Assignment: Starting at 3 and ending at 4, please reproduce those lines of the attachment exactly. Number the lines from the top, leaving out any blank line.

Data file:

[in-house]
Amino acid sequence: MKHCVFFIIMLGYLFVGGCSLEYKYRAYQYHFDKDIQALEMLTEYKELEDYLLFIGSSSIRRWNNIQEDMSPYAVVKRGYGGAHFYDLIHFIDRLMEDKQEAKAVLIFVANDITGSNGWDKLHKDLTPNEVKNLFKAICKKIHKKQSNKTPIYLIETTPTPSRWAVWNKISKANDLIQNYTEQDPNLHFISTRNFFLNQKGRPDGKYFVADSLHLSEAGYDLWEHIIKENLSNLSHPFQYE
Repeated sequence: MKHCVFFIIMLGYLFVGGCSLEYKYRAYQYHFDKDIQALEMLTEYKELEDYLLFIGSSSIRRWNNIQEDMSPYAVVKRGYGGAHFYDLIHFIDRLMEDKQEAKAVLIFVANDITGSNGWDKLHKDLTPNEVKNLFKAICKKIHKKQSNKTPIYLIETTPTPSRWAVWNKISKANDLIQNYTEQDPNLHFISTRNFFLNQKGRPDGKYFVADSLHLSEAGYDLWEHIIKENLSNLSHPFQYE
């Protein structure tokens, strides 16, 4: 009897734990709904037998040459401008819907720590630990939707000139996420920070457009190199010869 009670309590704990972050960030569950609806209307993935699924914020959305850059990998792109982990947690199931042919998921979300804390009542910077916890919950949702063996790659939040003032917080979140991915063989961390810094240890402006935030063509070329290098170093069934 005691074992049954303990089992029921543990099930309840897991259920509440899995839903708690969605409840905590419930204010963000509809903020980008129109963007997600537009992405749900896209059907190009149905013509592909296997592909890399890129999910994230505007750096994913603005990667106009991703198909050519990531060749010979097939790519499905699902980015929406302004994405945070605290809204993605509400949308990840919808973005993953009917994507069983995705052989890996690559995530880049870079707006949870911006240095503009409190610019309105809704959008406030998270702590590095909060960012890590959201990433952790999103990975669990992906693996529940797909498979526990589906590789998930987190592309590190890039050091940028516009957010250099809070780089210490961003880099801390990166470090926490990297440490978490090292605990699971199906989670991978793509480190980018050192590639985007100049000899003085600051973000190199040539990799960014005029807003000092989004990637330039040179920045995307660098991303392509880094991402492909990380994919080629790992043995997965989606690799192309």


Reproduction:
Repeated sequence: MKHCVFFIIMLGYLFVGGCSLEYKYRAYQYHFDKDIQALEMLTEYKELEDYLLFIGSSSIRRWNNIQEDMSPYAVVKRGYGGAHFYDLIHFIDRLMEDKQEAKAVLIFVANDITGSNGWDKLHKDLTPNEVKNLFKAICKKIHKKQSNKTPIYLIETTPTPSRWAVWNKISKANDLIQNYTEQDPNLHFISTRNFFLNQKGRPDGKYFVADSLHLSEAGYDLWEHIIKENLSNLSHPFQYE
């Protein structure tokens, strides 16, 4: 009897734990709904037998040459401008819907720590630990939707000139996420920070457009190199010869 009670309590704990972050960030569950609806209307993935699924914020959305850059990998792109982990947690199931042919998921979300804390009542910077916890919950949702063996790659939040003032917080979140991915063989961390810094240890402006935030063509070329290098170093069934 005691074992049954303990089992029921543990099930309840897991259920509440899995839903708690969605409840905590419930204010963000509809903020980008129109963007997600537009992405749900896209059907190009149905013509592909296997592909890399890129999910994230505007750096994913603005990667106009991703198909050519990531060749010979097939790519499905699902980015929406302004994405945070605290809204993605509400949308990840919808973005993953009917994507069983995705052989890996690559995530880049870079707006949870911006240095503009409190610019309105809704959008406030998270702590590095909060960012890590959201990433952790999103990975669990992906693996529940797909498979526990589906590789998930987190592309590190890039050091940028516009957010250099809070780089210490961003880099801390990166470090926490990297440490978490090292605990699971199906989670991978793509480190980018050192590639985007100049000899003085600051973000190199040539990799960014005029807003000092989004990637330039040179920045995307660098991303392509880094991402492909990380994919080629790992043995997965989606690799192309």